TRENTON, N.J. -- The ease with which it's possible to traverse the length and width of the United States is apparent in Arizona State's itineraries over the past three weeks.
From a trip to the Bay Area during the first weekend of March to play California and Stanford, the Sun Devils went to the conference tournament in Los Angeles, the first and second rounds of the NCAA tournament in Georgia and now the regional semifinals in New Jersey, all while shuttling back and forth to their home base in Tempe for those pesky classes.
As much complaining as anyone who ever takes to the air is likely to do when it comes to the sometimes wretched service offered by airlines, it's somewhat remarkable in the abstract that a player could potentially eat pancakes by the Pacific Ocean in the morning and practice in the shadow of the Atlantic Ocean by nightfall (at least the Sun Devils had the luxury of flying charter for their twin transcontinental NCAA tournament commutes).
And yet when it comes to the wide world of women's college basketball, it sometimes feels like the sport gets around with Conestoga wagons and French fur-trapper guides.
Thanks to Arizona State's upset win against Florida State on the East Coast on Monday, Trenton is home to a particularly prolific and relatively rare convergence of the coasts, with two Pac-10 schools and flyover resident Texas A&M joining Connecticut at Sovereign Bank Arena.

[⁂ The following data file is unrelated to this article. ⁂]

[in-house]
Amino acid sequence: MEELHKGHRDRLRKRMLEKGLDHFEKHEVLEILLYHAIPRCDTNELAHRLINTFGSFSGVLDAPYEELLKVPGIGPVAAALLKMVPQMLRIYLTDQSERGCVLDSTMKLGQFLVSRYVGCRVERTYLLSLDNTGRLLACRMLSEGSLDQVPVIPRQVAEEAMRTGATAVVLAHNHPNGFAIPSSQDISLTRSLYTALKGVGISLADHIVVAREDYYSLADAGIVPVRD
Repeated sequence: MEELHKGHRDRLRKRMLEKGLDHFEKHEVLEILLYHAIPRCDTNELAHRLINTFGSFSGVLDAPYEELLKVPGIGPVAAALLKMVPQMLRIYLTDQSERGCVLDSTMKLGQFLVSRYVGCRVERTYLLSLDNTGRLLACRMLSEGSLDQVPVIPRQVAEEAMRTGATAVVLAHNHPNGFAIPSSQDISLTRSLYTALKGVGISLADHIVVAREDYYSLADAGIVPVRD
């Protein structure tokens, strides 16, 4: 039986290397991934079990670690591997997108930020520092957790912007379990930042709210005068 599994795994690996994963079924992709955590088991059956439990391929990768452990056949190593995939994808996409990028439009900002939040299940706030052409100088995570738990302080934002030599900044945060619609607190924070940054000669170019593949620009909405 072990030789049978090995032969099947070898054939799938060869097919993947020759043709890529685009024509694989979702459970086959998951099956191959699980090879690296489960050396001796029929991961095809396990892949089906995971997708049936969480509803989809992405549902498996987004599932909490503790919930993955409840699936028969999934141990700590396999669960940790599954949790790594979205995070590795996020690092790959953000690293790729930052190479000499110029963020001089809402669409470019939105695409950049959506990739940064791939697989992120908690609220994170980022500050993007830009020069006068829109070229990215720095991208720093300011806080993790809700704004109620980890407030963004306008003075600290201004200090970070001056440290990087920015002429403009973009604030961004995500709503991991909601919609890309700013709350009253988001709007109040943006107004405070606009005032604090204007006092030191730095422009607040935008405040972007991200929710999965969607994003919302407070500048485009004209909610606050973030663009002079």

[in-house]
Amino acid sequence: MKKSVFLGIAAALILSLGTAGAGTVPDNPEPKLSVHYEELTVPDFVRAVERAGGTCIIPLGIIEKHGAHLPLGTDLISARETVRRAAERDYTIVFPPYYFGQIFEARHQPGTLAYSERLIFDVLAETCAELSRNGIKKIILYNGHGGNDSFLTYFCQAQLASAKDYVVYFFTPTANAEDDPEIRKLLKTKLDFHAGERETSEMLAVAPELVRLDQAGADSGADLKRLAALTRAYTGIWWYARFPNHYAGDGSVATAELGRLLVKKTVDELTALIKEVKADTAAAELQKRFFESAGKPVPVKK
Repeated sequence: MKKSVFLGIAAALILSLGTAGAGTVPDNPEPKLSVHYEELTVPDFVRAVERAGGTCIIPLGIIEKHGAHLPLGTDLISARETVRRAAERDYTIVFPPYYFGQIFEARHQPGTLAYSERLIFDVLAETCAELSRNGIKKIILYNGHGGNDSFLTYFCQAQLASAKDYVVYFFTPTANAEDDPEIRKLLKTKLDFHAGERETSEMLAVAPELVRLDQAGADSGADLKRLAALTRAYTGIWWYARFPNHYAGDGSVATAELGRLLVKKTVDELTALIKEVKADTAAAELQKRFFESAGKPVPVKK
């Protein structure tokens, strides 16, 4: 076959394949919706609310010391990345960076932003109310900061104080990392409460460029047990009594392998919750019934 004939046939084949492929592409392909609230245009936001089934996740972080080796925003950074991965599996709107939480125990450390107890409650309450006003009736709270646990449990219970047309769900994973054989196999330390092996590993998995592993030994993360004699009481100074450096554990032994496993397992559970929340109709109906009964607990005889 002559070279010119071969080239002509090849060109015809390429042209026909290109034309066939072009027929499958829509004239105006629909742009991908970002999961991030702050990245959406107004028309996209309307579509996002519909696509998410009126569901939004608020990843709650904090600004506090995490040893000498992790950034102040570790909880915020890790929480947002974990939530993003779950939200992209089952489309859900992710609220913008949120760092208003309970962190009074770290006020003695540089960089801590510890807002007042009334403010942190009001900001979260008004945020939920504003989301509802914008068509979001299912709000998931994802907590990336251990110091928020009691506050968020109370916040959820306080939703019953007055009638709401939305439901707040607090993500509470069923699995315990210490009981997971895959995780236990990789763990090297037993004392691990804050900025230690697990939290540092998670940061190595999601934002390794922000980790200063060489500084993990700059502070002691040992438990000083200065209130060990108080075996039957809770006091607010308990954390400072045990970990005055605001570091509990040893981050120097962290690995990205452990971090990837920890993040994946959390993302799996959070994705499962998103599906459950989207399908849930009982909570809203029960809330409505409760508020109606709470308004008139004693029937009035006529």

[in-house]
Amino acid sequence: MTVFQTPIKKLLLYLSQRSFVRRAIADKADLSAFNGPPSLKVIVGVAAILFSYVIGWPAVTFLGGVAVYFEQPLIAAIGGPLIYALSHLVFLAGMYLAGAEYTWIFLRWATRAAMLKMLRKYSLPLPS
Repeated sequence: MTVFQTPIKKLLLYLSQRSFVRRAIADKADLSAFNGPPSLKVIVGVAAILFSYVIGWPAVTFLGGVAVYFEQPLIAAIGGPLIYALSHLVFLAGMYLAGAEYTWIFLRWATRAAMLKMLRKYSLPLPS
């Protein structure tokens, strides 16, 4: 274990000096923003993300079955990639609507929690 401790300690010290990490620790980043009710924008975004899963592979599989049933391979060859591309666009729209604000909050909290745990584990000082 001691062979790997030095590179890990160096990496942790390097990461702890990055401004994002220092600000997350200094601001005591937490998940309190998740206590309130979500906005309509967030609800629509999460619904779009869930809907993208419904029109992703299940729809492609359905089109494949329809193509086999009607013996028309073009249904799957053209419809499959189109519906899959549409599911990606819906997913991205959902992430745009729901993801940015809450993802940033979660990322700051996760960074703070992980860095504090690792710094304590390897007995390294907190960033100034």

California has a Canadian in sophomore Kelsey Adrian, but she's from the proper time zone in British Columbia. And the team's three stars -- Ashley Walker, Devanei Hampton and Alexis Gray-Lawson -- are all essentially locals (Hampton and Gray-Lawson from Oakland, and Walker from slightly farther afield Modesto).
In fact, between them, Arizona State and Cal have as many players from outside North America (Senegal's Rama N'Diaye for Cal and Australia's Gabby Fage for Arizona State) as they do from east of the Mississippi River. And that's still double the number of players from west of the Mississippi River on Connecticut's roster.
There are exceptions, especially at schools with the national name recognition of Tennessee or Connecticut (which had a Californian as recently as last season in Charde Houston and another rather memorable one in Diana Taurasi), but college basketball remains a largely regional game when it comes to recruiting.
"We definitely recruit nationally, but you know, we lock in more to our region, because that's what the kids grow up with and know," Arizona State coach Charli Turner Thorne said. "And most of them in the West want to stay in the West. I think you've got Stanford and UCLA that are a little bit more national names -- I mean, Arizona State is definitely a national name.
"Recruiting-wise, I always think it's better to have kids in your region. They can just get home easier; their families can see them play more. It's kind of an easier adjustment, if you will. But we've had players from all over the country, and that's part of the experience, too. You've just got to find that kid who is mature enough to go away."
As it stands now, introductions are sometimes still required when geography shrinks.